Research into the issues, characteristics and needs of migrants and refugees from African countries settling in Australia are currently being undertaken by academic institutions, community organisations and federal, state and local governments. In particular, there has been a recent surge of both academic and community-based research undertaken by African Australians in an effort to provide greater voice to their communities.
An initial literature review was prepared in January 2009 by Ann Reiner from the Australian Human Rights Commission (Commission) prior to the organisation commencing its African Australians Project: Human rights and social inclusion issues.
The goal of the literature review was to summarise the current knowledge and research on issues particular to African Australian communities and to provide a context for the consultation methodologies and questions that the Commission would employ in the project.
The literature review, however, continued to expand as additional reference materials were identified during the community and stakeholder consultations, which were conducted by Myriad Consultants on behalf of the Commission.
Participants felt that it was critical that specific efforts were made to identify and include research and reports written by members of the African Australian community. It quickly became apparent that there is no shortage of such material, although sourcing it is not without challenge.1
As a result, the final literature review combines information and material sourced throughout the different project stages and community consultations.
2Structure of review
The literature review is set out under the follow headings for clarity and ease of reading:
This literature review attempts to summarise the large body of research on the situation of Africans migrating to and living in Australia. It also aims to highlight the point that viewing all Africans as part of a single ‘African community’ is erroneous. Instead ‘African’ should be used carefully as an overarching term that attempts to describe a conglomeration of communities from a continent nearly four times as large as Australia and comprised of 53 countries.
The literature review examines these communities based on the fact that the majority of, though certainly not all, Africans who have arrived in Australia in recent years have come as either refugees or through the special humanitarian migration program. However, once in Australia, they deserve to be treated as Australians. Unfortunately, as the research highlights, it is often the case that Africans continue to be treated by mainstream Australia as a homogenous community, once and always refugees, and not as active and contributing members of the Australian society.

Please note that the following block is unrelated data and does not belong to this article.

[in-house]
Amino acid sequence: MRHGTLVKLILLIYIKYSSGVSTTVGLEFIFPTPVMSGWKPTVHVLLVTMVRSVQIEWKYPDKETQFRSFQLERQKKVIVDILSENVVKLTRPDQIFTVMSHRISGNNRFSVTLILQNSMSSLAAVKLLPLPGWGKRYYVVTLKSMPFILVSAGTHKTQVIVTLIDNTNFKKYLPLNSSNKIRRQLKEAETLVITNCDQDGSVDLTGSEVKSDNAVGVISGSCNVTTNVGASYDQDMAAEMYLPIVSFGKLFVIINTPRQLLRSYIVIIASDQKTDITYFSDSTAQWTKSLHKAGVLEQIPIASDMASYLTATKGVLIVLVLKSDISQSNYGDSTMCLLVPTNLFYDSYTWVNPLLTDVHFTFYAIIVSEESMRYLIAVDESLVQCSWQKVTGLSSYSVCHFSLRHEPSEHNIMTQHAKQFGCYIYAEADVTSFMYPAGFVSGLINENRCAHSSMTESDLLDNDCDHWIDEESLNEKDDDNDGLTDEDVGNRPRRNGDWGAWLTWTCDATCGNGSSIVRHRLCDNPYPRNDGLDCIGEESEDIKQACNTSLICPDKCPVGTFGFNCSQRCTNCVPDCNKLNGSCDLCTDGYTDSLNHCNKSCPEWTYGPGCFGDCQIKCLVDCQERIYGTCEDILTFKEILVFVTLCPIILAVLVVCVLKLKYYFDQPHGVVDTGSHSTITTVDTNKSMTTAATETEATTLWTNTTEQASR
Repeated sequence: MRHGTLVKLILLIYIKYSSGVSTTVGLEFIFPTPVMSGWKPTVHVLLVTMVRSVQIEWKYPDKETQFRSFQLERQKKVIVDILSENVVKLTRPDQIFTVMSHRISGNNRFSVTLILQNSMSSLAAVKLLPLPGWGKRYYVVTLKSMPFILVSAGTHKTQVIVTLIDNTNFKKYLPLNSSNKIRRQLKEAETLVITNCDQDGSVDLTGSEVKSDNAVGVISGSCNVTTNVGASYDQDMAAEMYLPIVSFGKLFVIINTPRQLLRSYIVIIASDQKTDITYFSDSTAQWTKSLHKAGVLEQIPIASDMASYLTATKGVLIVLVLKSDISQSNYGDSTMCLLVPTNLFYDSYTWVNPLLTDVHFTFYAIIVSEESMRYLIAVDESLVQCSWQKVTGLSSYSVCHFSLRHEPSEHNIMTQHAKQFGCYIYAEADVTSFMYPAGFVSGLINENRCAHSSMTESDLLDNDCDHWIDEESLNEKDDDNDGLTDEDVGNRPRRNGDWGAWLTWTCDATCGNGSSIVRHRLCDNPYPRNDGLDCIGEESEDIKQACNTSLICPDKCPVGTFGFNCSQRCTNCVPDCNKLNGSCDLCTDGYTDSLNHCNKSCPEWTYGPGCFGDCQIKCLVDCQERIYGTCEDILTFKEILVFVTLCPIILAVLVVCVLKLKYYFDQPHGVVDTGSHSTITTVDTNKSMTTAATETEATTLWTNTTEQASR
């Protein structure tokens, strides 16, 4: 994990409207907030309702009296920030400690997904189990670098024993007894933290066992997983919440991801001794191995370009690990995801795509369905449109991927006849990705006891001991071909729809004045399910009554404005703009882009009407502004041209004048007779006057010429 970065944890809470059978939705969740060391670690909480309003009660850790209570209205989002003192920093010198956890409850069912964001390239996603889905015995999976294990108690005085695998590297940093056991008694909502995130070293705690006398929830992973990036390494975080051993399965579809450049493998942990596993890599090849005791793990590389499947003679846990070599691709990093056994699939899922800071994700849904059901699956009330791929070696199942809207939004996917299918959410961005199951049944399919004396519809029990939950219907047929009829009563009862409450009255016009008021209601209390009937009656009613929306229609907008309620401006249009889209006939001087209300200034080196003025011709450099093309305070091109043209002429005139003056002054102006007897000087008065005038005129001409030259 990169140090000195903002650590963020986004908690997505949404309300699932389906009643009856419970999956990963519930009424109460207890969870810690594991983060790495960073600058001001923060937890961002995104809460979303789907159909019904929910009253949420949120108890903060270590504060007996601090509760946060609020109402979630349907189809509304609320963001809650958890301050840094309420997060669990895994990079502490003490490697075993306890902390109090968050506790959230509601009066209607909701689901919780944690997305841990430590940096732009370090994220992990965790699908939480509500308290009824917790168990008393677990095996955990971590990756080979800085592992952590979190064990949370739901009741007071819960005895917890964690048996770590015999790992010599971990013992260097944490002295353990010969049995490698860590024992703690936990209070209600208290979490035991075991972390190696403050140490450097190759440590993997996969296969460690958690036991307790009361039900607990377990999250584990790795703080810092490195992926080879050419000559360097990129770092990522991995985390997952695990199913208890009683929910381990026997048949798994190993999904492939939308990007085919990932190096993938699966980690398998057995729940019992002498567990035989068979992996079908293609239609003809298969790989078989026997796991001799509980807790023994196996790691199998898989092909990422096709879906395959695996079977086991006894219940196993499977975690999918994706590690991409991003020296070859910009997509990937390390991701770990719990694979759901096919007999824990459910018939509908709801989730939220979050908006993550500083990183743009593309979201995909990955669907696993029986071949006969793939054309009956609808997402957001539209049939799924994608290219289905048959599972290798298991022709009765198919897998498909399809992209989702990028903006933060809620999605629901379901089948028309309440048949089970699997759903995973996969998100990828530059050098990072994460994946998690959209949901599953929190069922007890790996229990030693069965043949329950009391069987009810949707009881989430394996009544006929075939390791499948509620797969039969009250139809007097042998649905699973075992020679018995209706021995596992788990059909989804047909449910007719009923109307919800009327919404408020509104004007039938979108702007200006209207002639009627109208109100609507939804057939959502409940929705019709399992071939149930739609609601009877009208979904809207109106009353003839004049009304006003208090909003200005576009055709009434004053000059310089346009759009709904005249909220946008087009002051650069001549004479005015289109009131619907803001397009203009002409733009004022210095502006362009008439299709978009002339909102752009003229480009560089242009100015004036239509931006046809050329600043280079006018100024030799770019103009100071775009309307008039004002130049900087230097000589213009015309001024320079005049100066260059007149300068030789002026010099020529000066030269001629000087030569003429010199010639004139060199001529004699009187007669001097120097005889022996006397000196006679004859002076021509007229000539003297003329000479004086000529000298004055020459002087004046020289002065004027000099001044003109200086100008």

The literature review also includes research and reports written by members of the African Australian community. As African researchers have identified, however, widespread silencing of African voices has resulted in such work being largely ‘hidden’ from the public domain until recently.2
3.1Newly- arrived and established communities
The literature was examined with two distinct ‘sets’ of communities in mind. Firstly, the review considers the established African communities who have been living in Australia for some time. While acknowledging the great diversity among Africans, especially with respect to language, culture and religion, this document aims to highlight the current situation facing established communities of African descent.
Secondly, and in greater depth, the review looks at the situation facing new arrivals from Africa settling in Australia. It examines what services are available; whether they are appropriate and accessible; where gaps in services and assistance exist; and what monitoring and evaluation of these services is taking place to ensure that newly-arrived refugees and humanitarian migrants have the best possible foundation to build a successful life for themselves, their families and their communities.
The broad community of Africans in Australia today is dynamic, constantly changing and growing as new groups arrive from different countries, cultures and backgrounds. It is not possible to consider the situation facing those communities which are long-settled in Australia without also examining how newly-arrived individuals and communities are faring, as well as the interactions between and among these groups.
The existing literature is examined with respect to the key themes of the Commission’s African Australians Project
A common thread in the literature is that the prospects for individuals and communities, and their ability to settle and thrive in Australia, are greatly influenced by the issues they face on arrival and the support they receive. With this in mind, ‘best practice’ approaches are highlighted and gaps in evidenced-based programs are noted.